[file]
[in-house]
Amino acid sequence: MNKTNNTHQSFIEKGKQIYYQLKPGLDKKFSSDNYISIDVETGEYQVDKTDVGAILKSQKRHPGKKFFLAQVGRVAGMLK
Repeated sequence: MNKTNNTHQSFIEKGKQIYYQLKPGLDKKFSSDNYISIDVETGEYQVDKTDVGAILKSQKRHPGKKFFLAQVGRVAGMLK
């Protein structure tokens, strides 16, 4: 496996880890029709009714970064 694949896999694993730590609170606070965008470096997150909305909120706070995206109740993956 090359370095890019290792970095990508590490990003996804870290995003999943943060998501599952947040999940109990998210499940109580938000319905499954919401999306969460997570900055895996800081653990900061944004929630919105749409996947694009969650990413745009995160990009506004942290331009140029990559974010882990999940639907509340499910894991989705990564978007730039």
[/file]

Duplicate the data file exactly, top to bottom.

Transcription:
[in-house]
Amino acid sequence: MNKTNNTHQSFIEKGKQIYYQLKPGLDKKFSSDNYISIDVETGEYQVDKTDVGAILKSQKRHPGKKFFLAQVGRVAGMLK
Repeated sequence: MNKTNNTHQSFIEKGKQIYYQLKPGLDKKFSSDNYISIDVETGEYQVDKTDVGAILKSQKRHPGKKFFLAQVGRVAGMLK
């Protein structure tokens, strides 16, 4: 496996880890029709009714970064 694949896999694993730590609170606070965008470096997150909305909120706070995206109740993956 090359370095890019290792970095990508590490990003996804870290995003999943943060998501599952947040999940109990998210499940109580938000319905499954919401999306969460997570900055895996800081653990900061944004929630919105749409996947694009969650990413745009995160990009506004942290331009140029990559974010882990999940639907509340499910894991989705990564978007730039």